Born March 18, 1926 - Killed in Action January 9, 1945
One of Kenny's school classmates, June (Lovekamp) Houston, remembers him as a friendly, rather quiet person who was always very neat in appearance (his mother would see to that). She adds that he was well liked and "sported a cute grin". Willard (Willie) Peck tells of what a talented basketball player Kenny was!
Many of Kenny's nieces and nephews who later attended Arenzville elementary and high schools always enjoyed seeing his name engraved on a large trophy as "Most Valuable Player". He was the only son of Roy and Ethel Davis and had six older sisters. He sometimes felt as though he had seven mothers. Kenny "gained" some local fame around Arenzville when he dove off the bridge railing into Indian Creek just south of town!
In 1943 at age 17 Kenny wanted to join the U.S. Navy, but his parents were reluctant to sign for him. Disappointed, he dropped out of school and got a job as a deckhand on an iron ore boat in the Great Lakes. The following year he came home and enlisted in the navy on his 18th birthday, March 18, 1944.
After training, he was assigned to the battleship, U.S.S. Colorado that fought in many Naval air, land and sea battles in the South Pacific. In July 1944, off the island of Tinian, the ship was extensively damaged by 18 broadside shell hits from a Japanese shore battery and returned to Bremerton, Washington for major repairs. While there, Kenny was given leave and visited his family and friends in Arenzville for the last time. The U.S.S. Colorado rejoined the fleet in the South Pacific for more major battles as it fought its way North toward Japan. On January 9, 1945, the Colorado was part of a fleet of 164 vessels massed in Lingayen Gulf, located on the west coast of Luzon in the Philippines preparing for the retaking of that island. The fleet had undergone four days of kamikaze attacks, and while Kenny was manning his crew's anti-aircraft gun, the Colorado was hit by "friendly shell fire" from another ship in the fleet. Minutes later Kenny died. There were 58 casualties from that unfortunate and tragic incident.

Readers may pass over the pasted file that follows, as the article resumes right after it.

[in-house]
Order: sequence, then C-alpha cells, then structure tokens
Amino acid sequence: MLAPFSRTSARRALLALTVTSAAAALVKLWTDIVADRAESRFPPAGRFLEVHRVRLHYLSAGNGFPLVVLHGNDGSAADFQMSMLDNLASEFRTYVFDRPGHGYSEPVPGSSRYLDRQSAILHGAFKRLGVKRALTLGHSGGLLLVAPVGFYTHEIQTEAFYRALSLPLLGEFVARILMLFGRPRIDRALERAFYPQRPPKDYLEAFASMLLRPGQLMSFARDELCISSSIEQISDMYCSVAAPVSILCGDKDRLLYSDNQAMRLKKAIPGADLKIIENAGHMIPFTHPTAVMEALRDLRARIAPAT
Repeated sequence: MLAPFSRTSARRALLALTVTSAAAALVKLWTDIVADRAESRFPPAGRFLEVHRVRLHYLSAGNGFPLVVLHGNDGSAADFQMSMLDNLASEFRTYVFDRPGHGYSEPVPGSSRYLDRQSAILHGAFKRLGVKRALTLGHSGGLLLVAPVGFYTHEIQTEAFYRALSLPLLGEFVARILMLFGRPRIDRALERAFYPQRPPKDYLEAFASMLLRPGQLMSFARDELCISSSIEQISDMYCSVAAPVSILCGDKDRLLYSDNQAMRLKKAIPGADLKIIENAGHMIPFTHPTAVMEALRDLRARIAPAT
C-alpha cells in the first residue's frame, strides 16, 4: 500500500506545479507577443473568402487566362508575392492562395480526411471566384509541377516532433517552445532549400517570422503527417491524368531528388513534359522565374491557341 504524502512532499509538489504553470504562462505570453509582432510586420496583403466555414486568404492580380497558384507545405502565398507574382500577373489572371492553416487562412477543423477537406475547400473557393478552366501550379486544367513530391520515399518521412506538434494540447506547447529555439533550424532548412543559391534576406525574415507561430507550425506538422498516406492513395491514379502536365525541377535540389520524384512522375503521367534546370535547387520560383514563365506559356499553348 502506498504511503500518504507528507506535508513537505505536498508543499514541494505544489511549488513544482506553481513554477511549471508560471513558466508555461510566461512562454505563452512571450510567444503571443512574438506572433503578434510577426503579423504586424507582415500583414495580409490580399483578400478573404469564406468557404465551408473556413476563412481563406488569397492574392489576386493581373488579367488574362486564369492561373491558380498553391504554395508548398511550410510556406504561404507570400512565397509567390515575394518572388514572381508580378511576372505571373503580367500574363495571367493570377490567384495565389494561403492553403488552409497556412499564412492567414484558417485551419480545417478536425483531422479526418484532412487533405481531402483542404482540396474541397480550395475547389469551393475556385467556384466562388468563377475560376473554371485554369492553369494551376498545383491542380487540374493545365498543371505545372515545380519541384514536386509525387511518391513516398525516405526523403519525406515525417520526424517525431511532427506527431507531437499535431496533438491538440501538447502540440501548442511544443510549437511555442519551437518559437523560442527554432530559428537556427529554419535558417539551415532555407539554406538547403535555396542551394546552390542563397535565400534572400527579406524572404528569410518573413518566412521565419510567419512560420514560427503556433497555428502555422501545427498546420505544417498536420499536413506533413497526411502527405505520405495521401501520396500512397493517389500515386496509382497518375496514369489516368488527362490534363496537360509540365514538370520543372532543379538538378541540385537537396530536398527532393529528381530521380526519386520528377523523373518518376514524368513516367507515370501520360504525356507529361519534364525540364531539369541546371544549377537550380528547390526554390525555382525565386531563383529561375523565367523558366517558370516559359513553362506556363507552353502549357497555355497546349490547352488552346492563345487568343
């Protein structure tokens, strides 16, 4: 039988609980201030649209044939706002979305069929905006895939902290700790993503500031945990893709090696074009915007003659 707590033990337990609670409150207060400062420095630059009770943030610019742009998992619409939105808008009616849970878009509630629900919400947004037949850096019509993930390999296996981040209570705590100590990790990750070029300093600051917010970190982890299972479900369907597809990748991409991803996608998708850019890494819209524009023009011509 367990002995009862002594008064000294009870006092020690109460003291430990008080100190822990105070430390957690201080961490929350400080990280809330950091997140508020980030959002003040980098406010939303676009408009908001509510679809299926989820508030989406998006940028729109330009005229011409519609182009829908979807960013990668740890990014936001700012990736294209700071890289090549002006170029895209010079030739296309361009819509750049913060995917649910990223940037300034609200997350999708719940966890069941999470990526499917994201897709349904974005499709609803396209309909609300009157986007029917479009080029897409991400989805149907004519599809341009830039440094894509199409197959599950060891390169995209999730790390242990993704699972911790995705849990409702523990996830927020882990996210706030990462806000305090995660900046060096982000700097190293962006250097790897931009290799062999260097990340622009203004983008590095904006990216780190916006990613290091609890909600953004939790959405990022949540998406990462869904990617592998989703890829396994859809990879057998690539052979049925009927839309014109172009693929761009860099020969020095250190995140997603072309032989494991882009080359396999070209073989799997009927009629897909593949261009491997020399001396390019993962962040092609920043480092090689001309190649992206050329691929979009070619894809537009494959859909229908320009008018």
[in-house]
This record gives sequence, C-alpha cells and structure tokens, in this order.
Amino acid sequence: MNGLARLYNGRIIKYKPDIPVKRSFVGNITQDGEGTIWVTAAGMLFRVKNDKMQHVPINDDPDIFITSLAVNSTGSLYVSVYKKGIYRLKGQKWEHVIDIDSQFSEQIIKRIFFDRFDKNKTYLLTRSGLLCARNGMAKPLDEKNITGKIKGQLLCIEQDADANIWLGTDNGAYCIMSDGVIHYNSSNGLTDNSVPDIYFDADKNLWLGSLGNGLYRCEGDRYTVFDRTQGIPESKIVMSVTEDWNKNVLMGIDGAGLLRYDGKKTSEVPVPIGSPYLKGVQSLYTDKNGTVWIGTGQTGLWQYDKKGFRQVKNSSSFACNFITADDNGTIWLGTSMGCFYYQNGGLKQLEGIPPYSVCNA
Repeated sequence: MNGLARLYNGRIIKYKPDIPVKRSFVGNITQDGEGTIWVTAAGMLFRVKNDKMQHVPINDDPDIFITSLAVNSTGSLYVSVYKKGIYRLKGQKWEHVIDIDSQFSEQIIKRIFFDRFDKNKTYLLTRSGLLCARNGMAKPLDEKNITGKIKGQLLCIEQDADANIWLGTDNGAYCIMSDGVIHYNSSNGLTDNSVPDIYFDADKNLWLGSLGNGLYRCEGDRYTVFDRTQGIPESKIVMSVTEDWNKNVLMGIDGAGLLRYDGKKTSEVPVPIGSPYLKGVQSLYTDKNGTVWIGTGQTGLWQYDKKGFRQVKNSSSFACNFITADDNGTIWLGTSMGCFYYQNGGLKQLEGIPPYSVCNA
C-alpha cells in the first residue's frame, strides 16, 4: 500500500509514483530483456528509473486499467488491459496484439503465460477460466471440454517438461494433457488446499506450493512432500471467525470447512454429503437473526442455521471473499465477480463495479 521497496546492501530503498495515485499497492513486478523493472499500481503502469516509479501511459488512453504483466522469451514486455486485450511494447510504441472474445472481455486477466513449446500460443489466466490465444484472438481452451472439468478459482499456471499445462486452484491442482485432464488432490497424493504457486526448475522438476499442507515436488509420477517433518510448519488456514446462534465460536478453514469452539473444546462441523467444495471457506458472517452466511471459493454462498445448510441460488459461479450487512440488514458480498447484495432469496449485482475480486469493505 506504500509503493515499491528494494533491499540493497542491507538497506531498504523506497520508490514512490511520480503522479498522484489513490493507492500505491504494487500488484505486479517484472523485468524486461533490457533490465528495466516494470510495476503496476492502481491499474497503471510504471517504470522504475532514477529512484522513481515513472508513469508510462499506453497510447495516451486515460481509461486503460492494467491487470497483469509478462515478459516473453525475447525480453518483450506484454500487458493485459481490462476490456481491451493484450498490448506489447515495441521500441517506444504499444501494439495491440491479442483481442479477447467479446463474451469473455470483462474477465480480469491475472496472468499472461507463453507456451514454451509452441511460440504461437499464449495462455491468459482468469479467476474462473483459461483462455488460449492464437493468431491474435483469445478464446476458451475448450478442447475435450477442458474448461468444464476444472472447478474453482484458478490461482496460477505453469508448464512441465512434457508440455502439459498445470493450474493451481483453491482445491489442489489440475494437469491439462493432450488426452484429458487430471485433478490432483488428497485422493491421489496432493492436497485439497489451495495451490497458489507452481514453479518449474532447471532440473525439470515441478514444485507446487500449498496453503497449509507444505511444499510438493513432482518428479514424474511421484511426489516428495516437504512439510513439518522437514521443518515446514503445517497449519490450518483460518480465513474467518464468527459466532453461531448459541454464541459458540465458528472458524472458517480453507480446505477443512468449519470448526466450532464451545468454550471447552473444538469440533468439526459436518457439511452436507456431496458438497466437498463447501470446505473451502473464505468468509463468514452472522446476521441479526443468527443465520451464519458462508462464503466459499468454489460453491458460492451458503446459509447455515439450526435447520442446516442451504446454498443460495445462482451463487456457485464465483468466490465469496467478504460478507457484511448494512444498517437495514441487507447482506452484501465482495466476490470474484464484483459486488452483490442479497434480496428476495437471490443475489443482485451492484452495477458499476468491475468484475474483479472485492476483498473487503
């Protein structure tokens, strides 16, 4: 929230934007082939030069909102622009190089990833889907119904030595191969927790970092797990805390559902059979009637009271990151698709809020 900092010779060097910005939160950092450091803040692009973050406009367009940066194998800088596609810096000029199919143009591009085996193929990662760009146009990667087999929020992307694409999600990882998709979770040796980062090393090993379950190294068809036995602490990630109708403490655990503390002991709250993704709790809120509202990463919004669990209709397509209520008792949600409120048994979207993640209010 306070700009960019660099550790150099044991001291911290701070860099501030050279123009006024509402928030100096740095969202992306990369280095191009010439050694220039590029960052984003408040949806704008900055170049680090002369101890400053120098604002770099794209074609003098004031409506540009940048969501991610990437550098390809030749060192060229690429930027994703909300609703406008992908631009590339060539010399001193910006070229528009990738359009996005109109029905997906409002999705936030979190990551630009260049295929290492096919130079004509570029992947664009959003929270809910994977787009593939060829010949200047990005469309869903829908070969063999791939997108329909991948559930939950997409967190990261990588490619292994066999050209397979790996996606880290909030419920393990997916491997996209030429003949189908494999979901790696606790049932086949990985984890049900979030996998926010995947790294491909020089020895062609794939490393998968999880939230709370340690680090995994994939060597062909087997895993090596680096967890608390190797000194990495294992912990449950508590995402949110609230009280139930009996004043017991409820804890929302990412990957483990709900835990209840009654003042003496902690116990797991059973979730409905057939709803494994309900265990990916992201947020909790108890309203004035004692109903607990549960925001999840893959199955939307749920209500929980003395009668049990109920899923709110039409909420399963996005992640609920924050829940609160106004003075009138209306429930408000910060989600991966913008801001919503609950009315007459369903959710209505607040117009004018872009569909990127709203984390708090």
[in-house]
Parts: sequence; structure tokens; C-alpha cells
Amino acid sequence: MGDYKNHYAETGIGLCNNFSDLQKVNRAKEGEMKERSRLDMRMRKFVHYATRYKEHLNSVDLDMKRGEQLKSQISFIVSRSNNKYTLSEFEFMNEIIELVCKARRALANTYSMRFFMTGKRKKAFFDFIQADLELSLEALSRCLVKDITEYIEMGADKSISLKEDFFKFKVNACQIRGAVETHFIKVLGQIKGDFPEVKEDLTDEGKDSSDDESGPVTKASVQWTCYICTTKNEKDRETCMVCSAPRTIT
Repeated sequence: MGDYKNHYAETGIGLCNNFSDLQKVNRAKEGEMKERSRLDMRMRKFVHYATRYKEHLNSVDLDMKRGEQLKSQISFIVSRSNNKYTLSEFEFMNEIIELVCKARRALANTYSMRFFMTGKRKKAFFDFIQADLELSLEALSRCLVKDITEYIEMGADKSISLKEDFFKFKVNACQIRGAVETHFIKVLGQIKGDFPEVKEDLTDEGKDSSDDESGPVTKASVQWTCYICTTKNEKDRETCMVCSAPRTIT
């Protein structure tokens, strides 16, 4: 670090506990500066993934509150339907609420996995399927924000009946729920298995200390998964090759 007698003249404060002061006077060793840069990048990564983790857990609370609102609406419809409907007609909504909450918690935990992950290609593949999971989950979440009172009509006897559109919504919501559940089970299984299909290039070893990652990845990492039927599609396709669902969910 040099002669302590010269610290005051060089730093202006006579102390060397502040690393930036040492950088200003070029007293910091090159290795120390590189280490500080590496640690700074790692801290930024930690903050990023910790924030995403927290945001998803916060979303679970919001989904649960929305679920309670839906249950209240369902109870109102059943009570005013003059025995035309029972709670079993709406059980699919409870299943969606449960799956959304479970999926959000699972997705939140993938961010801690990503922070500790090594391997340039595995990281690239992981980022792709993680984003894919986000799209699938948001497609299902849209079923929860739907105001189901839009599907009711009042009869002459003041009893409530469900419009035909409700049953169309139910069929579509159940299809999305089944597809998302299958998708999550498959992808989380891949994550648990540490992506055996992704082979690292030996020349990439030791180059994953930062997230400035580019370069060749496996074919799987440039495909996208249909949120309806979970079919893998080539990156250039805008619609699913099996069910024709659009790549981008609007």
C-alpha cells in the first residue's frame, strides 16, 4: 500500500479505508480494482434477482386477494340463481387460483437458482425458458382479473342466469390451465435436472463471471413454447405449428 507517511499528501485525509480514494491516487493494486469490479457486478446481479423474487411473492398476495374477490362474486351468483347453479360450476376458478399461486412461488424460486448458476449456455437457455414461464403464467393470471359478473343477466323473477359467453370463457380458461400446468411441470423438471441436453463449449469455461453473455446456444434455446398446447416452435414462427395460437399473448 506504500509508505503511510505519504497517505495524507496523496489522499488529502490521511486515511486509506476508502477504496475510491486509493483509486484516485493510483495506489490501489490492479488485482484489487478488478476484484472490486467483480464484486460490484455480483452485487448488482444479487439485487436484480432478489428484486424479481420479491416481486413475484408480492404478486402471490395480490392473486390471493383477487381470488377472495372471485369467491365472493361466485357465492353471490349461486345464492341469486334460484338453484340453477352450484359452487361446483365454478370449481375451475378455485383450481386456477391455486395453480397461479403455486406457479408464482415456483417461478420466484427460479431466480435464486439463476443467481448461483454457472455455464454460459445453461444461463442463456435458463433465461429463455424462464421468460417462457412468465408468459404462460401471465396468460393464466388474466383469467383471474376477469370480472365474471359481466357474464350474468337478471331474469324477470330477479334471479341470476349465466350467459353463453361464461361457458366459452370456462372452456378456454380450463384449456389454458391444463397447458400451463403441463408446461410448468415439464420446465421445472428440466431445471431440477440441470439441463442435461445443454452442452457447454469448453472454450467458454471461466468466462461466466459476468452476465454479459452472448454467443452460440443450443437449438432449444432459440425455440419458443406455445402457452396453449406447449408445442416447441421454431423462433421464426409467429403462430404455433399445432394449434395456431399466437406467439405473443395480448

The following day, the Colorado sailed out of the Gulf and into the South China Sea where a military funeral ceremony was conducted for Kenny and 18 of his shipmates.
Kenny's parents did not receive word of his death until one week later when Robert "Bob" Brasel delivered an early morning telegram from the War Department.